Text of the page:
Of Turtlenecks and Roses

One of the things that impresses me most about Virginia Woolf is the way she allows characters to communicate without using words (sort of a strange enterprise for a writer). For me, the big moment when this nonverbal communication or communion occurs in Mrs. Dalloway is in when Clarissa quotes the same lines from Cymbeline as Septimus had some time before:

Fear no more the heat o' the sun,
Nor the furious winter's rages

The familiarity with this quote from one of Shakespeare's most obscure works marks Spetimus and Clarissa as people of quality; they are not parroting "To be or not to be", or misusing the word "wherefore" as we could imagine the other guests might. Their shared moment is a more quiet, subtle one that can only shine and exist away from the people around them; for Clarissa, the line first surfaces in silence, in the absence of Lady Bruton's invitation, and for the last time when she is alone, away from her party.

Likewise, in The Mystery Guest, the narrator and his former girlfriend are linked by reading Mrs. Dalloway. This isn't in the excerpt we read in class, but the party they're at is filled with turtleneck-wearing, Dostoyevski-in-the-back-pocket-of-my-skinny-jeans-grade pretentious snots; amid all the windbaggery, the small line from Dalloway, "Roses were the only flower she could bear to see cut", describes a clear path between the two souls.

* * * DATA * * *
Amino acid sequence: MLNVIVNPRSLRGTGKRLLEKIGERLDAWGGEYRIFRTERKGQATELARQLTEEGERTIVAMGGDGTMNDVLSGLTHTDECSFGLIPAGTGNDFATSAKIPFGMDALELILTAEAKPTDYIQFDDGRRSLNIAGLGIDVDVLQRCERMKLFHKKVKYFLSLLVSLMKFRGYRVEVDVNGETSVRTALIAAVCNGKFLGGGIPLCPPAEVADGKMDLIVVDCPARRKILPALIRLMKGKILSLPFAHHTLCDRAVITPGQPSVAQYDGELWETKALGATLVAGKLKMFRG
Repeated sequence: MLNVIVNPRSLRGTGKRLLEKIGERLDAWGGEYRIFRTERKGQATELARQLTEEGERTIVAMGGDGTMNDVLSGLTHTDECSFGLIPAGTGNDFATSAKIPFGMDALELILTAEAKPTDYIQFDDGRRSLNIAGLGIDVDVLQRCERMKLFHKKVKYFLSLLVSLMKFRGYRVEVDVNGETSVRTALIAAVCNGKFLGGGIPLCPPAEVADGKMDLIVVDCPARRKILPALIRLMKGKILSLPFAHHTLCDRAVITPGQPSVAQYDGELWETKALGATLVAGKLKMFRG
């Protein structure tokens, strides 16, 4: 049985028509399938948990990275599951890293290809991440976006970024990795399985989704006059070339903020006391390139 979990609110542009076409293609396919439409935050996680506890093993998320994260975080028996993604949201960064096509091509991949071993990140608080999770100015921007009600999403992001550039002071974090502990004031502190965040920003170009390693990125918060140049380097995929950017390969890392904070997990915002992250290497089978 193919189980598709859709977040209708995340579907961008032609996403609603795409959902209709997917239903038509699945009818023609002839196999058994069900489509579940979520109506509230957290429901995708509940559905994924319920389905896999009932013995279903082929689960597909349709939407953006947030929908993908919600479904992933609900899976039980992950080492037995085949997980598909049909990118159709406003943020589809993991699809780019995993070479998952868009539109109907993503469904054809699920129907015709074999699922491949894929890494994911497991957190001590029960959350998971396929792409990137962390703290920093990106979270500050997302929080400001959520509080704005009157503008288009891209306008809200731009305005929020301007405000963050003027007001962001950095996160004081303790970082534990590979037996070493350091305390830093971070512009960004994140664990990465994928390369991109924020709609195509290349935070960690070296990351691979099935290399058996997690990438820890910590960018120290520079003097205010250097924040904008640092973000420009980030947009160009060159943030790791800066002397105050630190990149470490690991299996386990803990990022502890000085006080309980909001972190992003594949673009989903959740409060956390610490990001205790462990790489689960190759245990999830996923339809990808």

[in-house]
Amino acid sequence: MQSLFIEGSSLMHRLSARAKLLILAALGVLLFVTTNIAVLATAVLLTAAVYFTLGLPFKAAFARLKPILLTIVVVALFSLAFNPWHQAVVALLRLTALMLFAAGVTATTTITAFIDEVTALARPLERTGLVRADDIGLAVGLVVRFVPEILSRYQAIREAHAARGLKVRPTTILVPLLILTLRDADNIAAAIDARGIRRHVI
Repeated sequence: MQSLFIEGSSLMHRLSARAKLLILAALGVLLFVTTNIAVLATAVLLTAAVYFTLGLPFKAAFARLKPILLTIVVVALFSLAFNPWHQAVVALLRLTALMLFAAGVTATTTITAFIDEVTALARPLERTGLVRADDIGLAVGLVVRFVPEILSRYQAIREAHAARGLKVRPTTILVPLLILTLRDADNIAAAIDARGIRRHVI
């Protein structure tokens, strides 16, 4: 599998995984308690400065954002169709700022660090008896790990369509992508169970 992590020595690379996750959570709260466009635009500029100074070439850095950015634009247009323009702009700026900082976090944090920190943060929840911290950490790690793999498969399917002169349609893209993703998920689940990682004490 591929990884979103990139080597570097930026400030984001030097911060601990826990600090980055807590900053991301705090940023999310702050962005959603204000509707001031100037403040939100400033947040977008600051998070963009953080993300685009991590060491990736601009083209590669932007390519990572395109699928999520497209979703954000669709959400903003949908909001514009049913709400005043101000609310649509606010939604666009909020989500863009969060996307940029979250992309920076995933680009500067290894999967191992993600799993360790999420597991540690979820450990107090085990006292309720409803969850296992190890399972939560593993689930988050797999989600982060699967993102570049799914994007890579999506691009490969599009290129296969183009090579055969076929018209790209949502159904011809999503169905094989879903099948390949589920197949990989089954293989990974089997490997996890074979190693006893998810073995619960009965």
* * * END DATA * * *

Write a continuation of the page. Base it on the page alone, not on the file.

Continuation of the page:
In neither case is the literary reference reduced to trivia; neither the narrator and his former lover nor Septimus and Clarissa are trying to gain street cred by showing off their knowledge, unlike the others at their parties, like Brierly who has made a career out of bloviating on Milton or the other guys at the fete, one of whom actually and inexcusably mentions Sven Nykvist.

In both cases, the shibboleth is silent or quiet; Clarissa and Septimus never meet, and the narrator in The Mystery Guest barely hears his girlfriend among the white noise of the party. In both of these works, so much of the speech is unnecessary, wrong, or misinterpreted. Holmes speaks a lot, but he doesn't understand much of anything. Jim Hutton can imitate Brierly, unsaddled by understanding, and the narrator's fellow revelers can and do titter away into the night without saying anything original. For the 'heroes' of our two works, literature, operating in silence, becomes the language of the link.